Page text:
14 Chapters

## 3: Probabilities for Decision Analysis

J.B. Hardaker; R.B.M Huirne; J.R. Anderson CAB International PDF

3

Probabilities for Decision

Analysis

Probabilities to Measure Beliefs

In the previous chapter we explained the components of a decision problem. One of the major components is the existence of uncertain events, also called states of nature, over which the DM has effectively no control. Probability distributions are usually used in decision analysis to specify those uncertainties.

The SEU model introduced in Chapter 2 implies the use of subjective probabilities to measure uncertainty. Because the notion of subjective probabilities may be unfamiliar to some readers, we first explain it. Then we provide some discussion of the thorny problem of bias in subjective assessments of probability, leading to a discussion of methods of eliciting and describing probability distributions. In the final section we explain Monte Carlo sampling from probability distributions, which is a frequently used method in decision analysis.

Different notions of probability

There are different ways of thinking about probability. Most people have been brought up in the frequentist school of thought. According to this view, a probability is defined as a relative frequency ratio based on a large number of cases – strictly, an infinite number. Thus, the probability of a flood in a particular area may be found from a sufficiently long historical trace of river heights. The data would be used to calculate the frequency of occurrence of a river height sufficient to overflow the banks.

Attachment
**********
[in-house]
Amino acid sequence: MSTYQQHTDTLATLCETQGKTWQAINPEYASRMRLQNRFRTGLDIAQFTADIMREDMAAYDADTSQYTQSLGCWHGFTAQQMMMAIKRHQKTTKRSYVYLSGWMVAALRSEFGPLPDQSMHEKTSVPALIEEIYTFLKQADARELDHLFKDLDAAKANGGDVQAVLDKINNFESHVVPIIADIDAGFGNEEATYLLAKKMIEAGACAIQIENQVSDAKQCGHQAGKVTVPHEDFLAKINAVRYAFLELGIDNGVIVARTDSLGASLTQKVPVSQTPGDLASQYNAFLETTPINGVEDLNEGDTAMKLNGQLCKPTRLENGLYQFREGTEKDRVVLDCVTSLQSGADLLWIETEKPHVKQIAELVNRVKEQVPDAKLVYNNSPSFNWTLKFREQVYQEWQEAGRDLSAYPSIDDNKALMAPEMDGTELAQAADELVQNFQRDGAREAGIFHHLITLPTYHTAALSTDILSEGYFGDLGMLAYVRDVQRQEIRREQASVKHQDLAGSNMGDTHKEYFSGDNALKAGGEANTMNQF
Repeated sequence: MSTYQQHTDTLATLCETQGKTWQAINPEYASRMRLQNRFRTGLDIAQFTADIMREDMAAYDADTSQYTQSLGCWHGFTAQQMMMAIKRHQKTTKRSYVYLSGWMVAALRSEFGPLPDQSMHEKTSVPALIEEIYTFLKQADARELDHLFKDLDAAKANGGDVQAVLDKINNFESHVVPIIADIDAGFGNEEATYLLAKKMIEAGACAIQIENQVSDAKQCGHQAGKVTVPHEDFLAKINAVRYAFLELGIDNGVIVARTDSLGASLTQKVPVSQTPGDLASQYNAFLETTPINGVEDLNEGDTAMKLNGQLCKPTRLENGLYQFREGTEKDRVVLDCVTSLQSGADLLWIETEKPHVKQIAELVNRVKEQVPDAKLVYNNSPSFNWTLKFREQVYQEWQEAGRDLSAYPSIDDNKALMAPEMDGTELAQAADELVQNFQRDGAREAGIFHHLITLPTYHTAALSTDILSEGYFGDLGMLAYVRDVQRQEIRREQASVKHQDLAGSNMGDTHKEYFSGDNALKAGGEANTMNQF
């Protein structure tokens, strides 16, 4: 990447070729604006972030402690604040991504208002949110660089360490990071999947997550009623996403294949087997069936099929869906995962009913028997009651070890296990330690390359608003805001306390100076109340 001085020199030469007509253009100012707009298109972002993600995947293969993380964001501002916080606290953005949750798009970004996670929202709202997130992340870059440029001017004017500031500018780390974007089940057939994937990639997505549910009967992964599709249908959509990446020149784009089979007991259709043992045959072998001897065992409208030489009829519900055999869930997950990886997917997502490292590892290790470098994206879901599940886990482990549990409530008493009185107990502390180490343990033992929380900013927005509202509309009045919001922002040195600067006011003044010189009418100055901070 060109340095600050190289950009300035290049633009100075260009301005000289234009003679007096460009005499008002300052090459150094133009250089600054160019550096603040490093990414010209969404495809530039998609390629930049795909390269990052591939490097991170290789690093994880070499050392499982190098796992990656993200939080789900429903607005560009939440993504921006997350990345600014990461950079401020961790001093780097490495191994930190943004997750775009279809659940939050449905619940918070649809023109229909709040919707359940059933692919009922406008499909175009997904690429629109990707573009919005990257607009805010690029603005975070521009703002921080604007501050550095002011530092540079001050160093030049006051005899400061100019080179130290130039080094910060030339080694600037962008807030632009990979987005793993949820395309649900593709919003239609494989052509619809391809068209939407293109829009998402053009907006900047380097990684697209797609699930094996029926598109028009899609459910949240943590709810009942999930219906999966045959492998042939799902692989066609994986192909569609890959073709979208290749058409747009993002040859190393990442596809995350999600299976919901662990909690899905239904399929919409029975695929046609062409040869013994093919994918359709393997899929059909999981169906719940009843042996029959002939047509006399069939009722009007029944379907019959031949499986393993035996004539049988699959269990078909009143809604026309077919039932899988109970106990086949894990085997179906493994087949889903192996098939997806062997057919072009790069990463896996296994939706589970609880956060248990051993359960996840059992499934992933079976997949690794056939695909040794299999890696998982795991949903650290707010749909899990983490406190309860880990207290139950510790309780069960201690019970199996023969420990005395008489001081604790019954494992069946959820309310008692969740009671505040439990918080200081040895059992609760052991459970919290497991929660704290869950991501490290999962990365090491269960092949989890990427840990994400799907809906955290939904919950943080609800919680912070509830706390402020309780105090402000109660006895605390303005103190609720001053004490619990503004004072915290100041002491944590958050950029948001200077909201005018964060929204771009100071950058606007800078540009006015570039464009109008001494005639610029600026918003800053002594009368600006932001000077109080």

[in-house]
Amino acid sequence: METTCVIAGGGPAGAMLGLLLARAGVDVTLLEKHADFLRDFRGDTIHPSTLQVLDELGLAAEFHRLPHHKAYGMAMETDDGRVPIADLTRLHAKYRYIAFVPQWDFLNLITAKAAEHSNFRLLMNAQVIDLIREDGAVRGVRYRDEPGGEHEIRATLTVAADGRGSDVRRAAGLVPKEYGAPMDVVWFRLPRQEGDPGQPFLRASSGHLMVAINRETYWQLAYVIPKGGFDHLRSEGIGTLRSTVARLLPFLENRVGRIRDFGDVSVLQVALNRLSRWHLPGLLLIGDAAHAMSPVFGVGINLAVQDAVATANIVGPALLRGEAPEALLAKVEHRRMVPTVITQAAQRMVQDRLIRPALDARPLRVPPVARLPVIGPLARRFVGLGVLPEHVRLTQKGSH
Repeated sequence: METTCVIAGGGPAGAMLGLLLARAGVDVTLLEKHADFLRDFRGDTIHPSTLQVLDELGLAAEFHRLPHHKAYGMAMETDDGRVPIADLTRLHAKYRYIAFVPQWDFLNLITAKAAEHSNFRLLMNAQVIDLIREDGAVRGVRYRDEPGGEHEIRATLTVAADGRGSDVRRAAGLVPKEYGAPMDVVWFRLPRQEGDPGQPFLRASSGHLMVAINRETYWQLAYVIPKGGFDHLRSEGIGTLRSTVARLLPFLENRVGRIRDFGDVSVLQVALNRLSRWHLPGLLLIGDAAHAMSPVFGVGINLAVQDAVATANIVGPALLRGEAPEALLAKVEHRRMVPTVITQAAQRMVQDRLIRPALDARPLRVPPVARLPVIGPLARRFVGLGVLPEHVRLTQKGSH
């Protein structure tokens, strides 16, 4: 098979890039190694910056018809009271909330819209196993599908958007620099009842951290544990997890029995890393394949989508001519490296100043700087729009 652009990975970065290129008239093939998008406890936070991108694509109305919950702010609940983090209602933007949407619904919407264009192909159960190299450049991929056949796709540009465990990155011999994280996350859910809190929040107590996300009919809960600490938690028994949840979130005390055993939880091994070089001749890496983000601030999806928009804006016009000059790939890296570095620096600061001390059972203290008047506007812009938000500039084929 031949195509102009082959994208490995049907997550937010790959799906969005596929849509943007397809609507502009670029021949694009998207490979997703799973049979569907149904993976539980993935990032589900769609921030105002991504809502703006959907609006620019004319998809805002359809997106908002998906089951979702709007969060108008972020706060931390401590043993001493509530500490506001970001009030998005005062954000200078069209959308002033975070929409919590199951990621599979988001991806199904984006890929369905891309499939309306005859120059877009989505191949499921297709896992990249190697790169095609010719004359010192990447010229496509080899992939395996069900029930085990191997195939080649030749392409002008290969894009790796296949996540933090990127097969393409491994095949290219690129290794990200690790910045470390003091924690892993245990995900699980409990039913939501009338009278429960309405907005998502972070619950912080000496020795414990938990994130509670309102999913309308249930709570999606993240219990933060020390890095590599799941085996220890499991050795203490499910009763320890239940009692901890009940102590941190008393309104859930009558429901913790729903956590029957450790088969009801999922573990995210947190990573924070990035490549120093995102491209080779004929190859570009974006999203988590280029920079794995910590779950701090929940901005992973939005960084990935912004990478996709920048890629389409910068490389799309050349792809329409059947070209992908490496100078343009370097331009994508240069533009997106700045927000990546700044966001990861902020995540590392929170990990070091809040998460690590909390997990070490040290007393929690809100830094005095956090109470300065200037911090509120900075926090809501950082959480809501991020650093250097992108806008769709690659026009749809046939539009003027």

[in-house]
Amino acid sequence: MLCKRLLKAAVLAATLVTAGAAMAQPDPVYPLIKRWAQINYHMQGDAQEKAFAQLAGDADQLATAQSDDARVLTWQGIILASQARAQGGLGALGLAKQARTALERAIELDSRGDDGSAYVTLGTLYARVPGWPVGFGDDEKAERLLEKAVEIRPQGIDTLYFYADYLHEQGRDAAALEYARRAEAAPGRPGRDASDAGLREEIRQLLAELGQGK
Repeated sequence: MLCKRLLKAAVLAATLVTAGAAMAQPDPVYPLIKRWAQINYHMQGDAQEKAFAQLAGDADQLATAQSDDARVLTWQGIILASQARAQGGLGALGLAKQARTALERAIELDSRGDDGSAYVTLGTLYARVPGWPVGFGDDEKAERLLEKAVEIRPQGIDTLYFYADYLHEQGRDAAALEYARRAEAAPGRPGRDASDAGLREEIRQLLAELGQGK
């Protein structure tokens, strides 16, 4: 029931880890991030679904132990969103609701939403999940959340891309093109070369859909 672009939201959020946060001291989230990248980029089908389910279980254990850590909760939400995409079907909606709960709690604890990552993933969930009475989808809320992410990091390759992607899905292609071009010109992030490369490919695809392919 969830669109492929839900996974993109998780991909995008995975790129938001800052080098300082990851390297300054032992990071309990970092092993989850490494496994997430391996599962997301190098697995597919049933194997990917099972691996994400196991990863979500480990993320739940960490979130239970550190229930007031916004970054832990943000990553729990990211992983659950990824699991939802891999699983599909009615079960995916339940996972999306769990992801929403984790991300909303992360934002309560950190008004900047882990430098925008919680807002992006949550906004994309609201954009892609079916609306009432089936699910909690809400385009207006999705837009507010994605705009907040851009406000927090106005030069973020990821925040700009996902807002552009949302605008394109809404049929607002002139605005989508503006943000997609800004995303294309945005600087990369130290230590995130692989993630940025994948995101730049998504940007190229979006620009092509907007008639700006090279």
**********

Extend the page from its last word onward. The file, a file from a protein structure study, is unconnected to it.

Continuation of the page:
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## 8: The State-contingent Approach to Decision Analysis

J.B. Hardaker; R.B.M Huirne; J.R. Anderson CAB International PDF

The State-contingent

Approach to Decision Analysis

8

Introduction

Until relatively recently the analysis of production under uncertainty in agriculture had been d

­ ominated by the use of stochastic production functions and related methods. First proposed by Sandmo (1971) and refined by Just and Pope (1978) (JP), a stochastic production function can be specified to accommodate both increasing and decreasing output variance in inputs. The single-output JP production function has the general form:

y = g(x) + u = g(x) + h(x)0.5e (8.1)

where g(.) is the mean function (or deterministic component of production), h(.) is the variance function that captures the relationship between input use and output variation, and e is an index of exogenous production shocks with zero mean and variance sε2. This formulation allows inputs x to influence mean output E(y) and variance of output V(y) independently, since:

E(y) = g (x) and V(y) = h(x) sε2 (8.2)

Applying prices to inputs and outputs converts the above two functions into functions of expected net revenue and variance of net revenue, both in terms of input levels x. (For simplicity, we ignore the complication that uncertainty about output prices often also needs to be accommodated.) Then it is possible to find the level of inputs to maximize expected utility expressed via the approximate indirect utility function: